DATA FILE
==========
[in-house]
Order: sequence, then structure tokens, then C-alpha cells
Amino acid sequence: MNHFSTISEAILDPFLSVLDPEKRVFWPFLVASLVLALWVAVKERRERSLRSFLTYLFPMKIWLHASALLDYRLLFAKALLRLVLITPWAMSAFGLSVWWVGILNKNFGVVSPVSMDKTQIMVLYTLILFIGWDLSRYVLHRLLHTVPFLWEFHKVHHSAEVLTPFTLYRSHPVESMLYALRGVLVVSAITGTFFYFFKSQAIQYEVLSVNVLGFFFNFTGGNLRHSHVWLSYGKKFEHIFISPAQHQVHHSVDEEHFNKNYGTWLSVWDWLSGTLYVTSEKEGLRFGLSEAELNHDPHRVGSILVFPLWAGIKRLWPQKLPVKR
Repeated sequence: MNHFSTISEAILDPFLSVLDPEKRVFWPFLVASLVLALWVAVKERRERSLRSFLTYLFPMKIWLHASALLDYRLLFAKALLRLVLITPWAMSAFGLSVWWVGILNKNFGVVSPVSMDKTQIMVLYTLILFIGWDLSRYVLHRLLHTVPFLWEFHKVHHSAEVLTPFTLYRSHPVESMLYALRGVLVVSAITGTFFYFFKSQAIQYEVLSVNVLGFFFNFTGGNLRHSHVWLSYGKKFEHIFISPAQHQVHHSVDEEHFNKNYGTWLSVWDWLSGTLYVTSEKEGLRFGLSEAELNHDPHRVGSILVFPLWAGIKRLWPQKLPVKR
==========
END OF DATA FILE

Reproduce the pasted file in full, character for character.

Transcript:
[in-house]
Order: sequence, then structure tokens, then C-alpha cells
Amino acid sequence: MNHFSTISEAILDPFLSVLDPEKRVFWPFLVASLVLALWVAVKERRERSLRSFLTYLFPMKIWLHASALLDYRLLFAKALLRLVLITPWAMSAFGLSVWWVGILNKNFGVVSPVSMDKTQIMVLYTLILFIGWDLSRYVLHRLLHTVPFLWEFHKVHHSAEVLTPFTLYRSHPVESMLYALRGVLVVSAITGTFFYFFKSQAIQYEVLSVNVLGFFFNFTGGNLRHSHVWLSYGKKFEHIFISPAQHQVHHSVDEEHFNKNYGTWLSVWDWLSGTLYVTSEKEGLRFGLSEAELNHDPHRVGSILVFPLWAGIKRLWPQKLPVKR
Repeated sequence: MNHFSTISEAILDPFLSVLDPEKRVFWPFLVASLVLALWVAVKERRERSLRSFLTYLFPMKIWLHASALLDYRLLFAKALLRLVLITPWAMSAFGLSVWWVGILNKNFGVVSPVSMDKTQIMVLYTLILFIGWDLSRYVLHRLLHTVPFLWEFHKVHHSAEVLTPFTLYRSHPVESMLYALRGVLVVSAITGTFFYFFKSQAIQYEVLSVNVLGFFFNFTGGNLRHSHVWLSYGKKFEHIFISPAQHQVHHSVDEEHFNKNYGTWLSVWDWLSGTLYVTSEKEGLRFGLSEAELNHDPHRVGSILVFPLWAGIKRLWPQKLPVKR